Off-Grid Living Means Solar-Powered Blogging, Even With a Lack of Sunshine
Prepping for off-grid, locavore living
Prior to the month of June, we had some preparations to make before we moved our home off the grid and became locavores. A hose was attached to the pond and brought downhill to the house. A small "room heater" wood stove with a precarious home-made chimney was erected near the house. A solar panel and back-up battery was ordered and on the way. The fridge was emptied; we ate the contents or gave them to friends.We had decided that in preparing for the food it did not make any sense to drive miles out of our way to purchase staples prior to June but, if we were in the locality for another reason, we would travel a bit. In middle Vermont we went to a restaurant called The Farmer's Diner recommended by Barbara Kingsolver in her book Animal, Vegetable, Miracle. This restaurant is an old fashioned diner that uses only local produce and meats. On the cover of the menu was a description of the Chapelles, who provided the potatoes to the retsuarant, so we visited them and purchased 50 pounds of potatoes. We were given a tour by the gracious Bob Chapelle. Part of the fun of this project is meeting all the people who are so invested in providing better food choices.
Jack Lazor of Butterworks Farm in northern Vermont spent an entire afternoon with us. He sells wholesome yoghurt, mostly to Whole Foods, made from Jersey cow whole milk. We bought yoghurt (which Deane then used as culture to make her own with Jack's permission), cheese, a variety of dried beans and corn meal that he ground right then.
Heartnuts (a kind of walnut) were purchased from Windmill Point Farm on Ile Perrot west of Montreal. At the same time we purchased a heartnut tree and a pecan tree for improving our future self-sufficiency. In Compton, Quebec we found milled oats and soy flour at La Moisson Dore. Finally, we visited a fabulous store in Upton, Qubec called General Upton. Christian Champy who owns this store grows his own sunflowers and then grinds them into oil. This was a real find for salads to be combined with maple vinegar from our neighbours. Champy has many different local products on his shelves so we managed to purchase popcorn, buckwheat flour and flax seeds. Plus he has a charming cafe where we ate a delicious lunch.
When June 1 dawned, we had a small pantry of sorts - beans, nuts, cornmeal, oats, flax seeds, soy flour, oil and vinegar plus our own maple syrup and early produce from our vegetable garden. One of the difficulties we found in looking for local products is that many of them appear to be local but in fact are not. It is the distributer who is local, or the value-added producer, or some of the ingredients are local but not all.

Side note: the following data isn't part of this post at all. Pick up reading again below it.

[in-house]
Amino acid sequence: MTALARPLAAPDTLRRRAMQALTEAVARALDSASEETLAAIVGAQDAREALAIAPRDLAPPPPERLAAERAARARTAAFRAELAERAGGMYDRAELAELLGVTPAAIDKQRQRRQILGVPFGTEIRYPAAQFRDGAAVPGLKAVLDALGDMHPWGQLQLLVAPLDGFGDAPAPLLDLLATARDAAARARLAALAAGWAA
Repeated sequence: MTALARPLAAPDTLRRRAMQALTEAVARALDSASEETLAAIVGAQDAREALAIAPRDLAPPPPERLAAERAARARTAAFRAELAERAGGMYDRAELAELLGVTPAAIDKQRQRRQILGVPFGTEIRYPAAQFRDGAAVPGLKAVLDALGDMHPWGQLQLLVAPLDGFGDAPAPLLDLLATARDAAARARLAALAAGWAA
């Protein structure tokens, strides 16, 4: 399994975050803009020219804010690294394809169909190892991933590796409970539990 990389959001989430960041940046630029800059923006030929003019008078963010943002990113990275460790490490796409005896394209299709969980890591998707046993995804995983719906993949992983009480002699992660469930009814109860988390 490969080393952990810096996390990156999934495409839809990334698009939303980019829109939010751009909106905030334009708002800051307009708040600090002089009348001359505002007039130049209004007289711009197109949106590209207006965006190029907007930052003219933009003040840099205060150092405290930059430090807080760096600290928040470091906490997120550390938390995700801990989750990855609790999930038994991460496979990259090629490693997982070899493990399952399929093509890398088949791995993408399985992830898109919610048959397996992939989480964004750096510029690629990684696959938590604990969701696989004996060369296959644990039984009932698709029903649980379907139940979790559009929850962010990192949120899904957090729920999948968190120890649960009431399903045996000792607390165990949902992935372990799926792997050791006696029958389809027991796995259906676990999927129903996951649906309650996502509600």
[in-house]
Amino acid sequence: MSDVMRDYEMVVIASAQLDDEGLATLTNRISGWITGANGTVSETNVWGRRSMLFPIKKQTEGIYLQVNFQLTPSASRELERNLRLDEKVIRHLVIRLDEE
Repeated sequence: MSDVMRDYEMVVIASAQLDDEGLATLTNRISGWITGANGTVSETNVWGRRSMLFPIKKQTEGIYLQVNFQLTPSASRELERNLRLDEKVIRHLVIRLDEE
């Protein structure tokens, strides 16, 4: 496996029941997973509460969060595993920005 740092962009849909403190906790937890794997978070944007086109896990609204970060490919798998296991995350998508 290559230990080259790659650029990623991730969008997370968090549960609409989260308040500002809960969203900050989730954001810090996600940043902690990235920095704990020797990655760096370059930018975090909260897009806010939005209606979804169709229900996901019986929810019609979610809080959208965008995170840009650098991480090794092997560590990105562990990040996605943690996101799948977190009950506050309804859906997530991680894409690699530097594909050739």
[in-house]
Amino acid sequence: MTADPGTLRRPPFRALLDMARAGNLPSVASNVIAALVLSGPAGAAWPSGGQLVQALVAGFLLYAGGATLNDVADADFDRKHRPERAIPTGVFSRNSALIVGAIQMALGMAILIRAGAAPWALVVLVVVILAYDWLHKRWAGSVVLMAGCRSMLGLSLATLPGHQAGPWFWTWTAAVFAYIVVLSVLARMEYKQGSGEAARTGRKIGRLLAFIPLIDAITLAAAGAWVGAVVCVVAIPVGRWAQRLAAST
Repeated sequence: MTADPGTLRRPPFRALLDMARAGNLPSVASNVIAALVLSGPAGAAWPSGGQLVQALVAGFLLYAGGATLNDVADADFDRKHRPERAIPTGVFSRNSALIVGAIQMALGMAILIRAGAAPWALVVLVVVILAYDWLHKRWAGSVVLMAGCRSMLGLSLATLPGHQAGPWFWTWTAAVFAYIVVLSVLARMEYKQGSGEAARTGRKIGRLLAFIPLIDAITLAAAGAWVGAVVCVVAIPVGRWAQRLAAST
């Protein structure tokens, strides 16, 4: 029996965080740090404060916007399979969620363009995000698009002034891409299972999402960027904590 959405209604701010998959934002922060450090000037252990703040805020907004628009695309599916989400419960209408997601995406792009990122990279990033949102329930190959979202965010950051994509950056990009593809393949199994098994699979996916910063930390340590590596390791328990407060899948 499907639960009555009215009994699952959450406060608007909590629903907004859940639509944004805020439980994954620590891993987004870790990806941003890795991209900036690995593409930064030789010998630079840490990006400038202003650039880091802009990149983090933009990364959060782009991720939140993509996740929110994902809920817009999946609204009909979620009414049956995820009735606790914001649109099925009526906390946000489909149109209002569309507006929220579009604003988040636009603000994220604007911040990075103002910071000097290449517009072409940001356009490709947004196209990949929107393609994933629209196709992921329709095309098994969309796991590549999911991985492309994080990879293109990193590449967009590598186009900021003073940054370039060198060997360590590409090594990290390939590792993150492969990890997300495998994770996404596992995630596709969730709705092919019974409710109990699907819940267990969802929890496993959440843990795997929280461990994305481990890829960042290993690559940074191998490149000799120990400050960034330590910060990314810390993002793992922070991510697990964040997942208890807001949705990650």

The First Week
We never considered that it might rain! The first five days were cold and rainy. An advantage of this was the ability to use the wood stove in the living room. It is a Vermont Castings Encore. We upgraded our old Vigilant recently to reduce the carbon emissions and the new stove does this, as well as heating more efficiently. Little bathing occurred this first week as we were depending on the pond to warm up! Clothes washing is difficult. The pond idea was good but the water is really not clean enough.
The caffeine withdrawal from our regular drinking of black tea was brutal, headaches for three of four days. The food was limited with asparagus and rhubarb taking top billing. We ate a lot of potatoes and eggs which come from a neighbour's free-range hens. The food storage was figured out --our basement is cool enough to keep everything fresh. Being vegetarian has its advantages! At the end of the week when the sun came out we cycled to Sutton to Alban Houle's, a local distributer, and found greenhouse tomatoes and cukes.
We experienced some frustration from the late delivery of the solar panel although the rain would have prevented its use. We have had difficulty getting on line so this blogging has been delayed!
Pay Dirt at the farmers' market
On the seventh day the sun shone and we rode our tandem bicycle twelve kilometers to Knowlton where there is a Saturday market. What a treat! We guzzled local apple juice (Huck's) after drinking only water and mint tea all week. We loaded up our paniers with fresh produce from a delightful young man from St. Armand. The choices were many: sunflower spouts, baby turnips, spinach, bok choy, radishes, asparagus. Another distributer had last year's onions and apples plus green house tomatoes, red peppers and cucumbers. She promised us strawberries on the following Saturday! Our eating possibilities improved enormously, lots of new possibilities looming.
Coming up next: The Ponderings
Deane Brebner and Don Bissonnette live in Sutton, Quebec. They will be guest blogging frequently about their experiences with taking their home off the grid and eating a local diet. Read other posts in this series here.